FDA Warns of Tattoo Ink Tied to Dangerous Infections

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June 16, 2023 – The FDA draft guidance released this week on possible contamination of tattoo ink was not concerning Whitney Donohue, 34, owner of Forget Me Not Tattoo in Billings, MT. 

“I get our ink directly through the manufacturer – not at a store or through Amazon or eBay,” she said. “You never know if it’s going to be repackaged.”

Tattoo artists themselves, she said, regulate the quality of ink they use. 

Still, the threat is real, said Bruce Brod, MD, a clinical professor of dermatology at the University of Pennsylvania Health System. “I’ve seen several different infections from tattooing, and they are from organisms that tend to contaminate things in damp, liquid-type environments.”

The FDA released the new draft guidance Monday aiming to reduce the use of pathogen-contaminated tattoo ink, which can cause stubborn infections that are especially hard to treat, dermatologists said.

“Tattooing involves puncturing the epidermis about 100 times per second with needles and depositing ink 1.5 to 2 millimeters below the surface of the skin, deep into the dermis,” the guidance states. “Contaminated tattoo ink can cause infections and serious injuries. Because these inks are injected, pathogens or other harmful substances in these inks can travel from the injection site through the blood and lymphatic systems to other parts of the body.”

The guidance comes as body art continues to get more popular. According to a 2019 poll, 30% of Americans had at least one tattoo – up from 21% in 2012. Forty percent of people 18-34 and 36% of those ages 35-54 had at least one tattoo. And though they are commonplace, tattoos come with medical risks that should be known beforehand, doctors said. 

Commonly reported symptoms of tattoo ink-associated infections include rashes, blisters, painful nodules, and severe abscesses. One of the most common bacteria found in contaminated tattoo ink is nontuberculous mycobacteria (NTM), which is related to the bacteria that causes tuberculosis and can be found in soil and water.

The guidance lists several unsanitary manufacturing conditions that may lead to ink contamination, including: 

  • Preparing or packing of tattoo inks in facilities that are hard to sanitize, such as carpeted areas
  • Ink or ink components left uncovered, especially near open air ducts
  • Unsanitary mixing of tattoo inks, including with unclean utensils or containers
  • Lack of appropriate attire by staff, failure to use hairnets, lab coats, aprons, gowns, masks, or gloves

“Infections will often spread along the drainage channels in the skin and create squiggly, uneven lines of big red, lumpy nodules,” Brod said.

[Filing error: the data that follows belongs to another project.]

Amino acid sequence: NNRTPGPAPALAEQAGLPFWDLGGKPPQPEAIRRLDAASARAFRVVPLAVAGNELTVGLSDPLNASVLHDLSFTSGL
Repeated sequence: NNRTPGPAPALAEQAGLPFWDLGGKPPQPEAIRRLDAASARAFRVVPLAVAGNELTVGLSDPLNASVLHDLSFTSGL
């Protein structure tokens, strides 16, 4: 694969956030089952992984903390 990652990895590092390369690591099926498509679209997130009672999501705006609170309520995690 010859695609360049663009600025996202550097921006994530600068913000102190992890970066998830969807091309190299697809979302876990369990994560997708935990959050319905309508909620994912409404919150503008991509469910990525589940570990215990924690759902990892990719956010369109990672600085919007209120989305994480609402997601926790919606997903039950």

Between 2003 and 2023, there were 18 recalls of tattoo inks that were contaminated with various microorganisms, according to the FDA. In May 2019, the FDA issued a safety alert advising consumers, tattoo artists, and retailers to avoid using or selling certain tattoo inks contaminated with microorganisms.

Reputable ink manufacturers use a process called gamma radiation, which refers to electromagnetic radiation of high frequencies to kill microorganisms in the ink and its packaging. 

Most of the trustworthy, high-quality ink manufacturers are well-known among tattoo artists, Donohue said. 

While she has seen customers with sensitive skin have allergic reactions, she has not seen someone come back with an infection in her 9 years working in the tattoo industry.

Because tattoo ink is considered a cosmetic product, there is not much regulatory oversight involved, which means the sterility and quality of ingredients vary, said Teo Soleymani, MD, an assistant clinical professor of dermatology and dermatological surgery at the UCLA David Geffen School of Medicine.

“Cosmeceuticals aren’t regulated by the FDA like prescription medication,” he said. “What we’ve seen many times is inadvertent contamination during the application process or contamination while the inks are being made.”

In years past, unclean needles spreading hepatitis and HIV were more of a concern, but those rates have dropped significantly, Soleymani said. 

The infections that have increased are from rare bacteria that exist in stagnant water. And they are injected into a part of the body that allows them to evade the immune system, he said: shallow enough that there aren’t many associated blood vessels, but not still below the layer of skin that gets sloughed off every 28 days. 

Sometimes, antibiotics alone won’t cut it, and the tattoo will require surgical removal. 

“The aesthetic you were going for has to be not only removed, but you’re left with a surgical scar,” Soleymani said. “Tattoos can be beautiful, but they can come with unwanted visitors that can cause months of misery.”



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